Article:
It will clearly be a major challenge in 2016 to sustain the declining trend of fatalities recorded in the Province since 2014 on an year on year basis. Terrorism-related fatalities recorded a sharp decline from 617 fatalities (406 civilians, 108 SF personnel and 103 terrorists) in 2014, to 268 fatalities, including 117 civilians, 76 SF personnel and 75 terrorists, in 2015. This was the lowest number of such fatalities recorded in the Province since the formation of TTP in 2007. At its peak in 2009, terrorism in the Province had accounted for 5,497 fatalities (1,229 civilians, 471 SF personnel, 3,797 terrorists).
Other parameters of violence also saw a drop. The Province recorded six suicide attacks resulting in 63 fatalities and 113 injured through 2015, as against nine such attacks recorded in 2014, resulting in 196 fatalities and 260 injured. KP also saw 19 major attacks (each resulting in three or more fatalities) causing 133 deaths in 2015, as against 49 major attacks accounting for 436 deaths in 2014. The number of explosions and resulting fatalities stood at 40 and 77 respectively through 2015, as against 109 and 354, respectively, in 2014. Violent incidents in 2015 were reported from 21 of the 26 Districts in the Province. In 2014, violent incidents were reported from 22 Districts. The number of sectarian attacks decreased from nine in 2014 to five in 2015, though the resultant fatalities increased to 28 in 2015 from 18 in 2014. As in 2014, Peshawar, the provincial capital, remained the worst affected District through 2015, recording 74 terrorism-related incidents, in which 99 people were killed and another 91 were injured.
Nevertheless, the attack on January 20, 2016, clearly demonstrates that the terrorists retain capacities to execute significant attacks at will. Moreover, through 2015, the number of terrorists neutralized in the Province stood at 75, the lowest since 2006, when it was 27. However, an assessment on the implementation of the National Action Plan (NAP), undertaken in the wake of the Peshawar APS attack, which was released on November 11, 2015, stated that SFs in the Province have made over 10,000 arrests, 22,000 detentions and 508 search and strike operations from December 17, 2014 to October 31, 2015. However, the rise in extortion activities and the recent incidents of killing in the Province raise doubts over the quality and impact of such arrests and detentions.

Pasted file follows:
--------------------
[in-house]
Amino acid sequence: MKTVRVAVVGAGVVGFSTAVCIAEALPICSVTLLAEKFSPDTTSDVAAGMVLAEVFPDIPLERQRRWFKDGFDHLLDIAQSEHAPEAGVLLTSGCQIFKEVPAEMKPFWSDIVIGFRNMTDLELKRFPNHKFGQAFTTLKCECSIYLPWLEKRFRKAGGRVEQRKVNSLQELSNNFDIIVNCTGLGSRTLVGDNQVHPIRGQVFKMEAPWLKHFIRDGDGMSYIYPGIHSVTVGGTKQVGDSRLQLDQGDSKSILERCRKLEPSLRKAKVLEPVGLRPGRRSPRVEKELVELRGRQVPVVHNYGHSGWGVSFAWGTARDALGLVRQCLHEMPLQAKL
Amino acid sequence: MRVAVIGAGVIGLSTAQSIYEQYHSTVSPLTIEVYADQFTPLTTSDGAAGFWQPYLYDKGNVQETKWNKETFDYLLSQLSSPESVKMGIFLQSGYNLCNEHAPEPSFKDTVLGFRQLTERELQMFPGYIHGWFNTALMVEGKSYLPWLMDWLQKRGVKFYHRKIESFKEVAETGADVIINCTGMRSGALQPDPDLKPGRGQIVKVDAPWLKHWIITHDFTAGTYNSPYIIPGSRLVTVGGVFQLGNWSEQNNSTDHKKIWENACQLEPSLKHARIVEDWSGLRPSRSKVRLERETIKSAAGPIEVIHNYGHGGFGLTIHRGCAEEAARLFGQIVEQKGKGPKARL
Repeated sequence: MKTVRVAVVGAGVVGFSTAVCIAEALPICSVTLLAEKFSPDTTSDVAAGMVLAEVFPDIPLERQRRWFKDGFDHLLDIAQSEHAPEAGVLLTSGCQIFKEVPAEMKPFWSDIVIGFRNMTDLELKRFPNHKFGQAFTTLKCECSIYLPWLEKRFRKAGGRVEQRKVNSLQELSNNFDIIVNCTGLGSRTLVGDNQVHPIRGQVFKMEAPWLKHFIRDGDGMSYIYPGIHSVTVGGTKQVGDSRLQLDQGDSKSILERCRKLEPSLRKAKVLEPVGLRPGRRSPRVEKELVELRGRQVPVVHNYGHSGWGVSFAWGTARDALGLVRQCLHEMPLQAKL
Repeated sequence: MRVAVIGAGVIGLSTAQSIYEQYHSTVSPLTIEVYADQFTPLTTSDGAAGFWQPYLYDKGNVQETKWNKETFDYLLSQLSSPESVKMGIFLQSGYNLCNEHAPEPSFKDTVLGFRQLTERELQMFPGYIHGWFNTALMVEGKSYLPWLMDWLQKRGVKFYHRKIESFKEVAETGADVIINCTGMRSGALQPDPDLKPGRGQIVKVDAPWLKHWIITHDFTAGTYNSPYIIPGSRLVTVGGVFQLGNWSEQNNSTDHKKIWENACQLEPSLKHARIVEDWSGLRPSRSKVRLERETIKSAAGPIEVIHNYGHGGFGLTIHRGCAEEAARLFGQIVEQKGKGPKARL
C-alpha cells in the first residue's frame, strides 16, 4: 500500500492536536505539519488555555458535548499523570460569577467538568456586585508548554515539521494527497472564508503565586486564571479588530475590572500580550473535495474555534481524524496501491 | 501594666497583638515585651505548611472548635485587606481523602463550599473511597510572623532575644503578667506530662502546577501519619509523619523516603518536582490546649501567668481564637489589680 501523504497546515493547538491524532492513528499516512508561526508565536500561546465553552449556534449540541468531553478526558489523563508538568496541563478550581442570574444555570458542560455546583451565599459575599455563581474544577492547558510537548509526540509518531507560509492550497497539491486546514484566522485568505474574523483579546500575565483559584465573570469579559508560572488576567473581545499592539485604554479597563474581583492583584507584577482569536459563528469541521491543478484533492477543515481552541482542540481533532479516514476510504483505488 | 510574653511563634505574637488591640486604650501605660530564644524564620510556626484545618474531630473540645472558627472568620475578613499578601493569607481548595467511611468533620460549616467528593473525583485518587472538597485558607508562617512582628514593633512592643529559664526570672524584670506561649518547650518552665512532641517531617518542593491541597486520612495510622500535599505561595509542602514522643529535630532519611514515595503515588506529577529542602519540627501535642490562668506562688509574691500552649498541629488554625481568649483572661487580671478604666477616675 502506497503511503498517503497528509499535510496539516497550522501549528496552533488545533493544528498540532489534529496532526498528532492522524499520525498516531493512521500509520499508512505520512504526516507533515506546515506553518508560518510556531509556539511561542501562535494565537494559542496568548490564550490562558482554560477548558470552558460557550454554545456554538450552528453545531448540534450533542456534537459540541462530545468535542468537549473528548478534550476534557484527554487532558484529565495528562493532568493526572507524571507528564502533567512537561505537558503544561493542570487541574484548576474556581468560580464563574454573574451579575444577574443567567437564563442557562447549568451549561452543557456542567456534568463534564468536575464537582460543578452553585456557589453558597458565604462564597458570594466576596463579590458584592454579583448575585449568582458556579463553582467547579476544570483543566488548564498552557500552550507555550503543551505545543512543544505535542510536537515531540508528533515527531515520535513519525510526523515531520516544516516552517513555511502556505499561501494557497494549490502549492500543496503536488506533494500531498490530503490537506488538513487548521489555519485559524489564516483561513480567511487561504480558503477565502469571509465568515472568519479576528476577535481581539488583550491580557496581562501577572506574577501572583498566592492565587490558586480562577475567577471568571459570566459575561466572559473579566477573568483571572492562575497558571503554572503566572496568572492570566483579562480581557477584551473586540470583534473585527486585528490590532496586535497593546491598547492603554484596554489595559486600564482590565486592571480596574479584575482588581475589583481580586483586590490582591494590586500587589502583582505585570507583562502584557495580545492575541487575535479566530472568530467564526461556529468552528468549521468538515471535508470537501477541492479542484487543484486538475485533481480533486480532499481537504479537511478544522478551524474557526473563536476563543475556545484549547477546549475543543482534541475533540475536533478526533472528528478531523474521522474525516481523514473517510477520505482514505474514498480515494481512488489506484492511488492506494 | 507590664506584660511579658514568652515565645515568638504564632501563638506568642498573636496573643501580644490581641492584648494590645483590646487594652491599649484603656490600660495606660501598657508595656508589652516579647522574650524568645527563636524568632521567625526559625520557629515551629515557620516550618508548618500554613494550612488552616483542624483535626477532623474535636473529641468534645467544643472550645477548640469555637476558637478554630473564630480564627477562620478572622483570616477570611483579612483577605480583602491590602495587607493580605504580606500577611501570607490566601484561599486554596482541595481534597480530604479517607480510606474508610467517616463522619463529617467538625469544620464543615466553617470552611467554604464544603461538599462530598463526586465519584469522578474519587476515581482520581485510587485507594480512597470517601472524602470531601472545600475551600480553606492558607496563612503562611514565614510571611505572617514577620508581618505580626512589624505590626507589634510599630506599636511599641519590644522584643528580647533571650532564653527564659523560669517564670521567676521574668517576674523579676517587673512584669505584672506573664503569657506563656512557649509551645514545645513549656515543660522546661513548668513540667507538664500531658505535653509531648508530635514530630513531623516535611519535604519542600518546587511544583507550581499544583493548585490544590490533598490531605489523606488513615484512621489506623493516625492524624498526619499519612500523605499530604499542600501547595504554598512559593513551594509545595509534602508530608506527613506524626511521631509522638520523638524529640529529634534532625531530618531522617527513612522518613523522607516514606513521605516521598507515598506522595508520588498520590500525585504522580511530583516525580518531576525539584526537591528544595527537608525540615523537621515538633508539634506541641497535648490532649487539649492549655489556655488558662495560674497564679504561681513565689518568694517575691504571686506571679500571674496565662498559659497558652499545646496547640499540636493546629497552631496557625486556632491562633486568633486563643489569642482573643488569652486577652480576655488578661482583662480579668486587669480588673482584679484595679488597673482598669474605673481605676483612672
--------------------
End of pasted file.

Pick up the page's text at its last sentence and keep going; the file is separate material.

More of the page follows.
In the interim, the Government has sought repeatedly to buy peace with the terrorists, and SF operations have slowed down in the Province. Expectedly, the terrorists are using this phase of relative peace to regroup and regain their strength, with rampant extortion to shore up their war chest. The worrisome growth of extortion activities in the Province in general and in provincial capital Peshawar in particular is a matter of concern. Peshawar has emerged as a second extortion capital, after Karachi, in recent times. According to Peshawar Police data released on November 14, 2015, as many as 58 cases of extortion had been reported under separate Police Stations falling under three Police Circles over the preceding 10 months. Of these, 38 were reported in the Peshawar Cantonment Circle; 14 in Peshawar City Circle; and six in the Peshawar Rural Circle. An unnamed Police official, on the condition of anonymity, is reported to have stated that the actual incidence would likely be much higher, because most victims don’t contact the Police out of fear. Data collected from the Central Police Office, Peshawar, puts the annual average of extortion cases registered during years 2011, 2012, and 2013, at 30 per year. 13 cases of extortion were registered in 2011; 21 in 2012; 56 in 2013. The figure rose abruptly to 285 cases in the first three quarters of 2014.